Congress has taken clear and concrete steps to preserve the remaining A-10C fleet over the last several years. In FY16, Congress: fully funded the fleet, prohibited the use of any funds to retire any additional A-10s; required the Air Force to maintain a minimum of 171 combat-coded A-10s; and directed the Air Force to commission an independent assessment of the required capabilities and mission platform to replace the A-10.
The FY17 NDAA and defense appropriations bill continued this trend by: preserving the current fleet of 283 A-10s; again requiring a minimum of 171 combat-coded A-10s; mandating adequate maintainers and a regular depot schedule; protecting A-10s in the boneyard from premature destruction; and asking for a plan in conjunction with the FY18 budget request to prevent any A-10s from becoming unflyable due to wing deterioration. Congress also required the Air Force to conduct a comparison or “fly-off” between the F-35A and the A-10C in CAS, CSAR, and Forward Air Control-Airborne (FAC-A) missions and prevented any retirements until the full operational test and evaluation (OT&E) for the F-35A is complete and an analysis is done by the Air Force on missions gaps. This exercise has yet to occur.
The FY18 NDAA also established a requirement for the Air Force to maintain no less than 1,970 fighter aircraft. The A-10 is a vital part of maintaining this force.
However, 110 A-10C aircraft—one-third of the fleet—are in desperate need of wing set replacements in order to safely continue mission assignments into the coming years. 173 A-10s have already received new wings. But, as the Air Force was considering whether to decommission the A-10 fleet, the contract for wing production was allowed expire before the remaining 110 wing sets could be completed. In September, Gen. Ellen Pawlikowski, commander of Air Force Materiel Command, said the Air Force would be forced to start grounding some A-10s beginning in 2018 because their wings will have reached the end of their service life. Yet, in October, Gen. Pawlikowski also confirmed that the Air Force has “re-geared up” the A-10 depot line in order to sustain the A-10 fleet “indefinitely.”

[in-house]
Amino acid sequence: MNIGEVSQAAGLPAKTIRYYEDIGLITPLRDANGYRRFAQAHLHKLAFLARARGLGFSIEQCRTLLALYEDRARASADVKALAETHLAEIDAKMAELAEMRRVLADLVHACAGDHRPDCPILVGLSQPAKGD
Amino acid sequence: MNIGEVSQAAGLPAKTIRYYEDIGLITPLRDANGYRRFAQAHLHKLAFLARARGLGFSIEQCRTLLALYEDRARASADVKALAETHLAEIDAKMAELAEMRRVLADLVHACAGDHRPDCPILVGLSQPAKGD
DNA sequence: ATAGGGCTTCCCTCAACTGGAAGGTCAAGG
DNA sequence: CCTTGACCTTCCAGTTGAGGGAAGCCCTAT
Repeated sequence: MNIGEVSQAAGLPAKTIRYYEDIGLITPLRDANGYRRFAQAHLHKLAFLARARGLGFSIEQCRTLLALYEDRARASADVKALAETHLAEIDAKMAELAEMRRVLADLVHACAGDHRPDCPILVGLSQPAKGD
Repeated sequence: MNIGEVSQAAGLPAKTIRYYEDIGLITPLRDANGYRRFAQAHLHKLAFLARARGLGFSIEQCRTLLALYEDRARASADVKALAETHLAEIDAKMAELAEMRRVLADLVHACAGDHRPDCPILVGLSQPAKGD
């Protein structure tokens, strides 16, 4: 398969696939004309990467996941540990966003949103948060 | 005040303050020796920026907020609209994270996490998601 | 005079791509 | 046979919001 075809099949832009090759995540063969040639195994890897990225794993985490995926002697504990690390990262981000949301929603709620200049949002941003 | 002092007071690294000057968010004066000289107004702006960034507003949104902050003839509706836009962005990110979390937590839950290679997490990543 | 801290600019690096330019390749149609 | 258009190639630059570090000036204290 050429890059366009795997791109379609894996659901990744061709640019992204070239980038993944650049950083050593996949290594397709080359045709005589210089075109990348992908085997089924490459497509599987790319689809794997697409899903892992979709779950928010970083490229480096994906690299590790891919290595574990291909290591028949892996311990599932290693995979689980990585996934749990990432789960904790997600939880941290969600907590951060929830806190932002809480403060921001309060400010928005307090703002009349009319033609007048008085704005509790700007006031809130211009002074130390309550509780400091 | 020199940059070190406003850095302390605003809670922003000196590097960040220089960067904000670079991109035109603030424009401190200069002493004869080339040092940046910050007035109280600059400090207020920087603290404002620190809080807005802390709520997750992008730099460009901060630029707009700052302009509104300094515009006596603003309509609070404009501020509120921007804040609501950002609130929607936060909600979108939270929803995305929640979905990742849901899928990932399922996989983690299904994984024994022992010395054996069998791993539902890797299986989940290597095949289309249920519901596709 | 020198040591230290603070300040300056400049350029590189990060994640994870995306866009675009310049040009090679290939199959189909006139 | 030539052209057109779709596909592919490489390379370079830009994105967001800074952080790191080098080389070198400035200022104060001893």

Now that the Air Force has confirmed that it plans to maintain the A-10 fleet well into the foreseeable future, the remaining 110 wing sets must be delivered as soon as possible. The A-10remains the only aircraft in the U.S. military specifically designed for CAS and CSAR. If one-third of the A-10 fleet were to be grounded, it would create a significant capability gap at a time when our servicemembers are facing increasing threat environments. This $103 million would allow the revival of a wing production line and begin the process of supplying these 110 aircraft with the new wings they need to keep flying safely in the future until we have a proven, tested replacement for its capabilities.
Congress has clearly willed over recent fiscal years that the A-10C fleet be sustained in its entirety. Further, this wing funding was a top Air Force Unfunded Priority List item specifically added into both the House and Senate FY18 defense authorization bills, the FY18 NDAA conference report (which will soon be signed into law by President Trump), and the FY18 House defense appropriations bill, which passed the House in July. As such, we urge you to include this funding in any final spending package for FY18 in order to keep these battle-tested aircraft in the air and in the fight.